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Tanzania`s agricultural growth represents case study

11th October 2012
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Former UN Secretary General Kofi Annan (R) exchange views with Melinda Gates (L) when the two visited a village in Arusha recently.

The African Green Revolution Forum (AGRF-2012) ended in Arusha city recently. The Forum brought together African leaders, agricultural experts, civil society organisations, farmers and development partners.
Correspondent GERALD KITABU who attended the forum highlights reasons why Tanzania was selected to host it.


From September 26 to 28 Arusha city in northern Tanzania hosted the African Green Revolution Forum (AGRF 2012), building on the recent momentum to tackle global food insecurity.

The forum was attended by African heads of state, ministers, international and civil society organisations, the private sector, farmers and other stakeholders.

Under the theme, “Scaling up investment and innovation for sustainable agricultural growth and food security”, the forum set the stage for African ownership in the next phase of scaling agricultural development solutions and steering investment to build a sustainable, food secure future.

African leaders, organisations, researchers, ministers, permanent secretaries, international organizations, civil society, the private sector, farmers, AGRA secretariat, officials from the Ministry of Agriculture, Food Security and Cooperatives, and journalists assembled at the Ngurudoto Hotel, defying the morning chilly weather.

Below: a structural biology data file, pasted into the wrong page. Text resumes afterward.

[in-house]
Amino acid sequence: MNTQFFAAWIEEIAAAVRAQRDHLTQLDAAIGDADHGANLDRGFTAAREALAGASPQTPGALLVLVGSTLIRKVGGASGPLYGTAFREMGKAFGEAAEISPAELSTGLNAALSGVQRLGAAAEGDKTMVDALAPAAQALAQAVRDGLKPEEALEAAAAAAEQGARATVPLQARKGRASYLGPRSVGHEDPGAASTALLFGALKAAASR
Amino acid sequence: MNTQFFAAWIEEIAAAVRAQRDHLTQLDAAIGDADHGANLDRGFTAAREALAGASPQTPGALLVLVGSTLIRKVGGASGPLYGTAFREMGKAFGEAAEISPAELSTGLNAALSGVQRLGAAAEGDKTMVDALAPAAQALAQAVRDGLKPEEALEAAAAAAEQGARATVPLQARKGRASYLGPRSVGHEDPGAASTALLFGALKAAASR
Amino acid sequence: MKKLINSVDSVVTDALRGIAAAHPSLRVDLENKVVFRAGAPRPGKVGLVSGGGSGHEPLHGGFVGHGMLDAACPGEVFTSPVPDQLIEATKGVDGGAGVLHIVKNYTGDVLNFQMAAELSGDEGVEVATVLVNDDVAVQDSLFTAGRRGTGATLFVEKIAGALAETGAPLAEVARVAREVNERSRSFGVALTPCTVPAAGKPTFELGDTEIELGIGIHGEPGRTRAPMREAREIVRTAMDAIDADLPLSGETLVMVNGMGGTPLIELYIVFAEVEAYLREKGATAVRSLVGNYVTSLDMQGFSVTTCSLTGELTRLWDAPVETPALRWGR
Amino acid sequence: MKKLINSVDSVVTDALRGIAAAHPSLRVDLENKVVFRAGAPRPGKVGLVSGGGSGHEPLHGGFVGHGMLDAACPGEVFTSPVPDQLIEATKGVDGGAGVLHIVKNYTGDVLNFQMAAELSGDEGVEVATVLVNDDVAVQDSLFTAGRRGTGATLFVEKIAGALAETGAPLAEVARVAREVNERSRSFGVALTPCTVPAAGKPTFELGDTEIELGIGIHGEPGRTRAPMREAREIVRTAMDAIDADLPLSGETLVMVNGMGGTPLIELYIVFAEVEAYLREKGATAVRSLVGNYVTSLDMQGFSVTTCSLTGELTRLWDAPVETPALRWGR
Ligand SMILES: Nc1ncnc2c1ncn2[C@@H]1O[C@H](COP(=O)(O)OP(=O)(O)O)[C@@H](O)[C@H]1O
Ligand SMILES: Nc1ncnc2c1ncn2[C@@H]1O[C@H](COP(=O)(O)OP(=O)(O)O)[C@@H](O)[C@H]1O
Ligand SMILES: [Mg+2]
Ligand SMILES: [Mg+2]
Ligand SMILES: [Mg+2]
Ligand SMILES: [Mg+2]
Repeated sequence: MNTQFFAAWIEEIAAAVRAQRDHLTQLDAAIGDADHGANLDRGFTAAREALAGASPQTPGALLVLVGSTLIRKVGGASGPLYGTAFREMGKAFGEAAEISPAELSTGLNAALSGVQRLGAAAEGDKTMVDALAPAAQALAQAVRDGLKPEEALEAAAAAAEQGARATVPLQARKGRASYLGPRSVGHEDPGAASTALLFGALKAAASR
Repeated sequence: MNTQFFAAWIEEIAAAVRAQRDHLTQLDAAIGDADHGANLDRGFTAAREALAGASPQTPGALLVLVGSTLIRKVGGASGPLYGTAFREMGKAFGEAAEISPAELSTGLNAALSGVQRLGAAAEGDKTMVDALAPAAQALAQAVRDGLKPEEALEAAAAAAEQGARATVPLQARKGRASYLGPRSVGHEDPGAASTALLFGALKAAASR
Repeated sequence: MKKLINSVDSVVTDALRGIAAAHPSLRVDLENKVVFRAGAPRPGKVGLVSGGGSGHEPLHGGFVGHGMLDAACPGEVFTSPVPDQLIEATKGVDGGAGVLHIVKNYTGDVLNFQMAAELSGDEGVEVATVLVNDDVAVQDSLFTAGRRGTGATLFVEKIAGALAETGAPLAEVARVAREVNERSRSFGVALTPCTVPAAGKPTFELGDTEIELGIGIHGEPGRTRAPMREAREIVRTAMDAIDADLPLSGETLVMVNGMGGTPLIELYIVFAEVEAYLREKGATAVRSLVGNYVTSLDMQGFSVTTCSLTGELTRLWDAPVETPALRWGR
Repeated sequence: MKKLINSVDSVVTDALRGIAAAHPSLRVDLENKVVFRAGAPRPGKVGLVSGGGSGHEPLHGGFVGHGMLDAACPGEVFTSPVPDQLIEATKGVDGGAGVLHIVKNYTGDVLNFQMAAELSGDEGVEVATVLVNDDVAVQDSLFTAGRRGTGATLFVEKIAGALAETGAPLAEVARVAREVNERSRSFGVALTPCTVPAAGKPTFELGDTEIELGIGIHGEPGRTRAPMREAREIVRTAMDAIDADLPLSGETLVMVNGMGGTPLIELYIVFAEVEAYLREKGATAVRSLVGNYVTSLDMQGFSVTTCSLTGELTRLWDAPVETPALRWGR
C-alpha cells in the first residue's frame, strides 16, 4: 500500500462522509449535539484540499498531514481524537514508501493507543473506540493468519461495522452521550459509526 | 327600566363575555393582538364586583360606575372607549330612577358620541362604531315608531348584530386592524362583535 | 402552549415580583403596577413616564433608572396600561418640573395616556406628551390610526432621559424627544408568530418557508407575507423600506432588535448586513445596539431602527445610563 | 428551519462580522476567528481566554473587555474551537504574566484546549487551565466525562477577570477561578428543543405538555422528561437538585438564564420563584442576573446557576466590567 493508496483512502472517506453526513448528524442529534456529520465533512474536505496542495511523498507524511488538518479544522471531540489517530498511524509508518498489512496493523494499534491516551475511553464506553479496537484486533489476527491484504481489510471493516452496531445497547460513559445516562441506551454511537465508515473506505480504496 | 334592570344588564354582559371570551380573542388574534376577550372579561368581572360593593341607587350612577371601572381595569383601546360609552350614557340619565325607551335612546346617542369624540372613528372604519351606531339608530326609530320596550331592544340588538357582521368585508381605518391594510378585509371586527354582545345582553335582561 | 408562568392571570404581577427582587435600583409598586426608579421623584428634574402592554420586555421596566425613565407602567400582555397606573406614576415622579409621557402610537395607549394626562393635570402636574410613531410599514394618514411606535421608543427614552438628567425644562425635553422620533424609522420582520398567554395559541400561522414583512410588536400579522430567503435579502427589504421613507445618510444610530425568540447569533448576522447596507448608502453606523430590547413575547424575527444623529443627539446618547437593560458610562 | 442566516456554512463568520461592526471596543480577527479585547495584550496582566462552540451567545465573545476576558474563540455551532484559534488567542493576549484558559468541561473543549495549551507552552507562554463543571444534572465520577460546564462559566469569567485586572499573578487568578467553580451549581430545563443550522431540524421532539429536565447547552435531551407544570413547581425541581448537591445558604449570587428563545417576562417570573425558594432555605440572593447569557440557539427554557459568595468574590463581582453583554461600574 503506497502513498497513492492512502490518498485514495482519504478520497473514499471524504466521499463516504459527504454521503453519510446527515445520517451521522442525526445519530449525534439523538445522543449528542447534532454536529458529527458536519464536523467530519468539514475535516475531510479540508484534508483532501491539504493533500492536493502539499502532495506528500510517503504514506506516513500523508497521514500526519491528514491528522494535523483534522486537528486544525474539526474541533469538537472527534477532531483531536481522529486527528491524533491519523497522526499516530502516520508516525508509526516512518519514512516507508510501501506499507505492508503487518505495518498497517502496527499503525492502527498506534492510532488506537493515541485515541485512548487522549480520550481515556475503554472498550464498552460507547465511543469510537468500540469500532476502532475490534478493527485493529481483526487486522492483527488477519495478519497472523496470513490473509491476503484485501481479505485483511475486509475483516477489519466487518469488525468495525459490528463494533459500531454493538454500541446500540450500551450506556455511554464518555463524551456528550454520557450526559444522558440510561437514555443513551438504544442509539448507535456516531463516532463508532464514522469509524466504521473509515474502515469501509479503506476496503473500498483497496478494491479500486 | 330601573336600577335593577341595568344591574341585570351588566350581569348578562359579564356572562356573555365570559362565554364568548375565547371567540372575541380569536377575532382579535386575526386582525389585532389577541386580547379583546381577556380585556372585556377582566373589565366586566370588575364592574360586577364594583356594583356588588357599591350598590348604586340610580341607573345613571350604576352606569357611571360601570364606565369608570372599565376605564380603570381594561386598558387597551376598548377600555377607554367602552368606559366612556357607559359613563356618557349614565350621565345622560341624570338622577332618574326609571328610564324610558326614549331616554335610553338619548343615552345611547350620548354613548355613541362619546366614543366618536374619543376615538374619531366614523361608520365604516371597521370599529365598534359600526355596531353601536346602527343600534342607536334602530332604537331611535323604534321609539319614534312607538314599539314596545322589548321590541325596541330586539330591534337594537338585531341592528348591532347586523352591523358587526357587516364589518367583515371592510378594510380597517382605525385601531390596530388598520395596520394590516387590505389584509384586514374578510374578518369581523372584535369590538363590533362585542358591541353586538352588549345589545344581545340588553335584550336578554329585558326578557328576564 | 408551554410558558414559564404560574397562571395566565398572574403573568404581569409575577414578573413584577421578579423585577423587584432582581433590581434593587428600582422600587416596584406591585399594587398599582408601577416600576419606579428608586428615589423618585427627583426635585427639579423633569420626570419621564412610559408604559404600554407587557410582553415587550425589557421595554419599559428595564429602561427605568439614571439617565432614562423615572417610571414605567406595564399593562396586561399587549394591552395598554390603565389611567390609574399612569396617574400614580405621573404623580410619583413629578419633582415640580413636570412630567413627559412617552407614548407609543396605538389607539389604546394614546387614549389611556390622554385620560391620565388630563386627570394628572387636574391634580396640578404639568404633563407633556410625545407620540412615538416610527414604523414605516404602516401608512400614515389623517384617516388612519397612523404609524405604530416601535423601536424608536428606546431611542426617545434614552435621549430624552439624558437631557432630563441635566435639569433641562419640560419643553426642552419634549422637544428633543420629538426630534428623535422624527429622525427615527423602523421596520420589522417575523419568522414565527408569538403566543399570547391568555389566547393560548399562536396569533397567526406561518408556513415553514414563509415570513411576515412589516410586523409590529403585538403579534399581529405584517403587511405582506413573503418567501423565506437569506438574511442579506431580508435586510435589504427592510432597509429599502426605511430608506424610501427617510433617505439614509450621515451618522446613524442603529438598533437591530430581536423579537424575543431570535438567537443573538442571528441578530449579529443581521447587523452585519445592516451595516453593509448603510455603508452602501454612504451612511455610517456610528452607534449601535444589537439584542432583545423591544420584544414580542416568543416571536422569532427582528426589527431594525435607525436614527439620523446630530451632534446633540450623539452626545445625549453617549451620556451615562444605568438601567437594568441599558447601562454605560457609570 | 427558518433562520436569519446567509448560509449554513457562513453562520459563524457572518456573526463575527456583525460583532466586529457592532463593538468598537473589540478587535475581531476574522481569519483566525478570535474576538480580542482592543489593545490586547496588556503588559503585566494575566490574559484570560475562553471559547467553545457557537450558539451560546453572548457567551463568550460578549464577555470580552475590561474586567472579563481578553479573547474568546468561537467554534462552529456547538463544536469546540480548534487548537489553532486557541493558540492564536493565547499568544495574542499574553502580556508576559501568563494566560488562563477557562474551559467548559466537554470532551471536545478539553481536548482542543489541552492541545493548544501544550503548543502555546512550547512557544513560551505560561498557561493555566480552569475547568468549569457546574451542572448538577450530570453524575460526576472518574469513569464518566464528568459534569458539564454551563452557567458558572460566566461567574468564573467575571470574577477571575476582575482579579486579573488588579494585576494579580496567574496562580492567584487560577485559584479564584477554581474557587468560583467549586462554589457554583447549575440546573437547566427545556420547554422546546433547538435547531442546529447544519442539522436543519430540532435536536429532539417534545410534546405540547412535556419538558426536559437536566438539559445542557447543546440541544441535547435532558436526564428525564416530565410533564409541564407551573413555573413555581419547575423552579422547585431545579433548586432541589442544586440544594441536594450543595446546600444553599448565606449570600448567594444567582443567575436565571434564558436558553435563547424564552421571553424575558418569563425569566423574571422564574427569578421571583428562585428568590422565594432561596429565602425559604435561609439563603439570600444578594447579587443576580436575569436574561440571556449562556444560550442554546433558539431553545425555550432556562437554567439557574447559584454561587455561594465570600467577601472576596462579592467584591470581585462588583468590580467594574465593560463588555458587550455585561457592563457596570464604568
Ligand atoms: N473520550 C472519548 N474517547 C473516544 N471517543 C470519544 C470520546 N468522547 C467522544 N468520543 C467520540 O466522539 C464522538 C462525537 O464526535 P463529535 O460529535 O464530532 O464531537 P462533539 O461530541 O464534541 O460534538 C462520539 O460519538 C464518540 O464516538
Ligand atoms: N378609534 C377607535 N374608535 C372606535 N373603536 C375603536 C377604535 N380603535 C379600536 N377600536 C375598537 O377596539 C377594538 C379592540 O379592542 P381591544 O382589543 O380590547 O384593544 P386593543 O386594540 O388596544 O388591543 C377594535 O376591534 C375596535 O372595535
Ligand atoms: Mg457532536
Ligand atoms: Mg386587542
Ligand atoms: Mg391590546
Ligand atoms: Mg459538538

The first to arrive at 7.30 am were the conference organizers, followed by the delegates.

Some visibly seen public figures were the first Vice President of Zanzibar, Seif Idd, Second Vice President of Burundi, Eng. Dr. Gervais Rufyikiri, President of the Alliance for a Green Revolution in Africa (AGRA), Jane Karuku, and President and Chief Executive Officer, Yara International, Jorgen Ole Haslestad.

Joining them from global arena was the former UN Secretary General Kofi Annan, who is the Chairman of AGRA and Melinda Gates, the Co-Founder and Co-Chair of the Bill & Melinda Gates and the host President Jakaya Kikwete.
 
Different plenary sessions ran simultaneously in different rooms, with some African leaders, agricultural experts, civil society organizations, and other agricultural stakeholders taking part as panelists.

Some of them were Agriculture, Food Security and Cooperatives Minister, Eng. Christopher Chiza, AGRA President Jane Karuku, and President and Chief Executive Officer, Yara International,  Jorgen Ole Haslestad, editors from different media houses in Africa, to name but a few.

There was tight security as only registered conference participants who had badges were allowed to attend.

Simultaneous interpretation into other international languages such as French and English and sign language were available.
To make the public informed, senior journalists and editors from all over the continent and outside Africa were all busy rushing up and downs, defying their comfortable seats to capture every event that was taking place.